Activity instructions from I love my World

Age 7-107
Group size: up to 30
25 mins

“The first time I tried it with a group they got really into it and spontaneously introduced mouth noises. The noise changed from hums to yelps and the whole group joined in and followed the rest. The teacher and I had real trouble working out who was instigating the changes but I think it was different people. There was a really rare feeling of oneness around our fire for about 10 minutes. Magic.
Richard Irvine, Devon Discovery

Ready
Setting up a drumming circle can be a noisy and fun experience. A name-drumming orchestra is a simple way to start drumming in big groups. Once a basic stomping rhythm has been established, the players can use their own names to play their part of the over-all rhythm. You can use the names of plants or animals or descriptive words instead of human names if you like.

Get set
You will need two short sturdy sticks that you can hit together without them breaking (although, if you need a cheap gag… have one that will break and a spare one as back up). Choose a suitable spot to gather the group in a circle (I usually do this activity standing in a circle but you can always do it around a circle of logs or along a fallen tree trunk). Trying to explain how to drum using the written word has been challenging, so bear with me and hopefully you will have enough understanding to give it a go!

A useful thing to know
If you find it hard to stomp, count and hit out your name pattern all at once while pointing to the players in turn (as I do!!!), you can ask someone to step in to the middle of the circle to be the conductor. Basically, the role of the conductor is to keep the beat steady and point to people. The conductor counts “1, 2, 1, 2…” along with the stomps and then when the rhythm is steady, points to each person in turn (about every four “1, 2s”). If you are already confused and there are too many ones and twos…take a breath and read on!

Go!
“Okay everybody! We’re going to have some drumming practice! We are going to make a layer cake of sound by drumming our names. Please go and find two sticks you can hit together that sound good, like this!” 
I demonstrate hitting the sticks together. 
“Okay, off you go and when you’ve found your sticks come right back here!” When everyone returns we form a circle and I demonstrate hitting out the rhythm, or pattern, of my name: 

Chris-to-pher Holl-and”, with three short, and two long beats - one for each syllable of my name. eg “datdatdat do do, datdatdat do do” (Another way to do it would be to do three soft and two loud.) I get everyone to copy my name pattern a couple of times in a call and response way.

We then work slowly round the circle with each person hitting out their name pattern and it being repeated by the rest of the group. There will be a few sticks that break mid performance and this can be the cause of much hilarity. Laughter is good. It creates timeless bonds between people and the place.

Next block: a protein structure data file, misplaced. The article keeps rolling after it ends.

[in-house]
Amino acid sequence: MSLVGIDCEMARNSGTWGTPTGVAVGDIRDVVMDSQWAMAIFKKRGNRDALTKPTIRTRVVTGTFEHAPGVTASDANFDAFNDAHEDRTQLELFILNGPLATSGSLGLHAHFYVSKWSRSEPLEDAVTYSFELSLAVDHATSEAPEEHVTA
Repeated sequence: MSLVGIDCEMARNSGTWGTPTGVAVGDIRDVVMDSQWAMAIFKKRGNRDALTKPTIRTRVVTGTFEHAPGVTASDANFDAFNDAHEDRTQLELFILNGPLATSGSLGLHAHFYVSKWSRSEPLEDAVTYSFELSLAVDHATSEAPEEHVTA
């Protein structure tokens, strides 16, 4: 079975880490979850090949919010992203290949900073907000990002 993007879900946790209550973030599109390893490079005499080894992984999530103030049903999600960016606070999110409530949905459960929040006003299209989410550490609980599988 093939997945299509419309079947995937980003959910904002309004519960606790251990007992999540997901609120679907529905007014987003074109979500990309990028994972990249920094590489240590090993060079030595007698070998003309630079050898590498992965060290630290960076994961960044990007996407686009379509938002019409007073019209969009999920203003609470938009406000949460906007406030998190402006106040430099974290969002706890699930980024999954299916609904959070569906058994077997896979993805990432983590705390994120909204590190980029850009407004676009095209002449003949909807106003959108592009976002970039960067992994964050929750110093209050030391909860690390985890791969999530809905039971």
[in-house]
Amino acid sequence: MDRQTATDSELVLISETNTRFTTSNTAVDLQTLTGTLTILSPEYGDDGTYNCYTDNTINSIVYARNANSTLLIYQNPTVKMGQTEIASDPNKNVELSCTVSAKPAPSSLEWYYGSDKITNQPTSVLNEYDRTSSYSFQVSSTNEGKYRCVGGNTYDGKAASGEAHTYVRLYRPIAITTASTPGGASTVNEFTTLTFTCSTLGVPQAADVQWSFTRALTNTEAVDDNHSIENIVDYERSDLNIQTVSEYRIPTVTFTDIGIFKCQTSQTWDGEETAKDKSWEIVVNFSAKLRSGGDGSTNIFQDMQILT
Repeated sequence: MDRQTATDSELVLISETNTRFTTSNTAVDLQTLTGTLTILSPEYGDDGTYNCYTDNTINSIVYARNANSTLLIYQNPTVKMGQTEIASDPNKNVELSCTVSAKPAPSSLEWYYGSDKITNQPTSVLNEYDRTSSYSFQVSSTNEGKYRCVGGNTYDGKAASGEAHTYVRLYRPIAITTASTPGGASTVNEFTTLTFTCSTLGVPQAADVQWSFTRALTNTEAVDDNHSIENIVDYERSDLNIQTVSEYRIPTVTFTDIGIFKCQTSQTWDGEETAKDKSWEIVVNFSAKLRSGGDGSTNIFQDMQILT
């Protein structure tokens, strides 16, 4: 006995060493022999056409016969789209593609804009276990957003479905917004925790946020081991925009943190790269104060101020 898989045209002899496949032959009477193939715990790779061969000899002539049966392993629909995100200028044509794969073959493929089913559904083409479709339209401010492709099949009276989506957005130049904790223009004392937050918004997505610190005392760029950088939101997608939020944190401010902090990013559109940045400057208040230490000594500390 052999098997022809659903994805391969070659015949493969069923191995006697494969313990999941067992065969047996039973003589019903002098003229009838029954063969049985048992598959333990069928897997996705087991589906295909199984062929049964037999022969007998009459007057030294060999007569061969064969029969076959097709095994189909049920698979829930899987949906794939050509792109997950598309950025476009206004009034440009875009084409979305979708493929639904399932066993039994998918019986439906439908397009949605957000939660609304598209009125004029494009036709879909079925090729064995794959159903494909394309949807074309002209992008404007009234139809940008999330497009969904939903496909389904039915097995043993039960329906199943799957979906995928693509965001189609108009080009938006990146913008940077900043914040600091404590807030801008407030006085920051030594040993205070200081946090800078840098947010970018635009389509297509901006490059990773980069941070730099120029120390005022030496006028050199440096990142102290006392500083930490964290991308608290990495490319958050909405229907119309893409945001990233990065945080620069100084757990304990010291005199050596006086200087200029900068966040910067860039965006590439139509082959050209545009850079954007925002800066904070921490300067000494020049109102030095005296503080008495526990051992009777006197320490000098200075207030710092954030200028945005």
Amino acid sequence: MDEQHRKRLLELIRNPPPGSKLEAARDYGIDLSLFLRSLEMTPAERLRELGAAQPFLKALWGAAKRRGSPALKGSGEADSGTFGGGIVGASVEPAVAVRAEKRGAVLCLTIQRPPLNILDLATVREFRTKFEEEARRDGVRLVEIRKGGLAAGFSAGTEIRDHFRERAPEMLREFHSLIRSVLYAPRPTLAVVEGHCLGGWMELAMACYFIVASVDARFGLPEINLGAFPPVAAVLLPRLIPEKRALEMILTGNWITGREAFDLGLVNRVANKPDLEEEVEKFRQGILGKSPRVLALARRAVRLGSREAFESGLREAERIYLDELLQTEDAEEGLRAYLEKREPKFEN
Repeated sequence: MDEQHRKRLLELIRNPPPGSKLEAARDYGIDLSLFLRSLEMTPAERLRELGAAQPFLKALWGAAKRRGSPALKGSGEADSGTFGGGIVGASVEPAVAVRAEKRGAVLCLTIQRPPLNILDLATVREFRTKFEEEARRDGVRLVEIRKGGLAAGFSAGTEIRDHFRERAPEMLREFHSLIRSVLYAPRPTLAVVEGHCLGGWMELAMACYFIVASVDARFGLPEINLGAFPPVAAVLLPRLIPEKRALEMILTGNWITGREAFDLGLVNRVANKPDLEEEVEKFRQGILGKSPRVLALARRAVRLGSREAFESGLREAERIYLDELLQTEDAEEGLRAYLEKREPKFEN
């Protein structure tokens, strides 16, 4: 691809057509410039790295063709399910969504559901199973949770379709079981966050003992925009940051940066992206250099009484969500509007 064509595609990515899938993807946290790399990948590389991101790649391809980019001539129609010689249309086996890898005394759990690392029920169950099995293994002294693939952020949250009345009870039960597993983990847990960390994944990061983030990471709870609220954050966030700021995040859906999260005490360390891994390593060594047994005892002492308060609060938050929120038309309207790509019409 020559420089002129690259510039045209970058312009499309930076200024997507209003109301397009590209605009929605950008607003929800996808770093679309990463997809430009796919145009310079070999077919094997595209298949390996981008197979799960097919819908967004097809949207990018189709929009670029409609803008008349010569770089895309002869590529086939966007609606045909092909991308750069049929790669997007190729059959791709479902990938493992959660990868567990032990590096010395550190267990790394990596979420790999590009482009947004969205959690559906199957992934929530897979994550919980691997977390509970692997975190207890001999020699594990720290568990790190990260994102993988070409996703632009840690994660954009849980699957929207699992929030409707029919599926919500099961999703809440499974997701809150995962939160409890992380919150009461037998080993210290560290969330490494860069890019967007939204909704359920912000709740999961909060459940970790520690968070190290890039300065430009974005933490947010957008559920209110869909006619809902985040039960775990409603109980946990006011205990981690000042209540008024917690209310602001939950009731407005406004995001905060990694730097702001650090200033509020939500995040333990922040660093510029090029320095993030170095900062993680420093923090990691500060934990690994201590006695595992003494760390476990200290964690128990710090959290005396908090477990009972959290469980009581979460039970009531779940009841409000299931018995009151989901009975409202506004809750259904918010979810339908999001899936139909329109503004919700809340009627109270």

“Right! In a moment we’ll begin with one name pattern being hit-out repeatedly and then slowly, a name at a time, build our layer cake of sound until we are all drumming our names together. Then we will slowly stop drumming, one person at a time, until there is silence and we can watch the last ripple of sound flow out across the land!” 
“But first, we need to start with a pulse, an even beat to keep us in rhythm.”  Now start a slow walking-on-the-spot pulse, (about one beat per second is fine) and encourage everybody to join in:

“stomp….stomp….stomp….stomp….”  
I mentally count “1, 2, 3, 4…” along with the stomps. 

Then begin to add name patterns to the stomping pulse by either choosing someone to go first or simply by starting with my own name.  After every 1,2,1,2, cycle point to the next person, so that each player adds their name pattern to the layer cake, fitting it in with the rhythm, like this for example (emphasis is on the first beat in bold, there are two four beat cycles and this is really hard for me to show in ebook formatting with no tables, sorry!): 

Stomp,stomp, stomp, stomp, (1 2 3 4), stomp stomp stomp stomp (1 2 3 4)
chris-to-pher holl-and, (1&2, 1 2), chris-to-pher holl-and, (1&2, 1 2)
to ny hunt, (1 2 3 - ), to ny hunt, (1 2 3 - )

Slowly a wonderful polyrhythmic, sometimes cacophonic orchestra builds to a crescendo layer cake of sound! Hold it there for a while and bathe in the bliss of the noise before slowly pointing to everyone in turn again, and slowly each person stops drumming their name pattern, until only silence remains and the last concentric ring of sound spreads out across the land like a ripple across a pond. Imagine it going, going, going…with stillness following like a calm breath. At this point, crouch down, pointing to the ground, with arms out low and wide to signify silence….
Waiting...Mimicking the sound rippling off into the land… 
Waiting…And when ready, after a theatrical pause, (with everybody watching me), 
I whisper “Final drum roll!”
Slowly we stand up, raising hands above heads, clicking our sticks as we go. Everyone does a final drum-roll together and then finish the finale by jumping up and cutting the air in a flourish to finish!

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